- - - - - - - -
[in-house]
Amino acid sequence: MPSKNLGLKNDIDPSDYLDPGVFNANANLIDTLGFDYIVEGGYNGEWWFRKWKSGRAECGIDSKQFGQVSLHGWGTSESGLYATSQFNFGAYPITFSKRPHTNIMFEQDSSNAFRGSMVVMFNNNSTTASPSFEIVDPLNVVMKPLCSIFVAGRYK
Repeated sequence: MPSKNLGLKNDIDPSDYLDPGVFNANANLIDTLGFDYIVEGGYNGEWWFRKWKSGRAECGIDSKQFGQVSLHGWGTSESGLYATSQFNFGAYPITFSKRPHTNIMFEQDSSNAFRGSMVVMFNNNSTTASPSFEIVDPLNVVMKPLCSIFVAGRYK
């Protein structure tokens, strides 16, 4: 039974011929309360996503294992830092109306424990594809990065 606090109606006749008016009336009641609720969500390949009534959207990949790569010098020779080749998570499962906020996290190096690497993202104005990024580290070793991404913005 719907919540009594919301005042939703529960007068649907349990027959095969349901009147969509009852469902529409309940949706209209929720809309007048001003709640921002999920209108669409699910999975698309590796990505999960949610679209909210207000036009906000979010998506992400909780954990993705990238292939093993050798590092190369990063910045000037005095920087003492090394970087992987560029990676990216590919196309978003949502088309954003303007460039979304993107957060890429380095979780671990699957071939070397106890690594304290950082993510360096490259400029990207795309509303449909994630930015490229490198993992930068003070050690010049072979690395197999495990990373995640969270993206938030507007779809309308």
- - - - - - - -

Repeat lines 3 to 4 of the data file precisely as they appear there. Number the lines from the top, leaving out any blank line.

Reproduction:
Repeated sequence: MPSKNLGLKNDIDPSDYLDPGVFNANANLIDTLGFDYIVEGGYNGEWWFRKWKSGRAECGIDSKQFGQVSLHGWGTSESGLYATSQFNFGAYPITFSKRPHTNIMFEQDSSNAFRGSMVVMFNNNSTTASPSFEIVDPLNVVMKPLCSIFVAGRYK
């Protein structure tokens, strides 16, 4: 039974011929309360996503294992830092109306424990594809990065 606090109606006749008016009336009641609720969500390949009534959207990949790569010098020779080749998570499962906020996290190096690497993202104005990024580290070793991404913005 719907919540009594919301005042939703529960007068649907349990027959095969349901009147969509009852469902529409309940949706209209929720809309007048001003709640921002999920209108669409699910999975698309590796990505999960949610679209909210207000036009906000979010998506992400909780954990993705990238292939093993050798590092190369990063910045000037005095920087003492090394970087992987560029990676990216590919196309978003949502088309954003303007460039979304993107957060890429380095979780671990699957071939070397106890690594304290950082993510360096490259400029990207795309509303449909994630930015490229490198993992930068003070050690010049072979690395197999495990990373995640969270993206938030507007779809309308």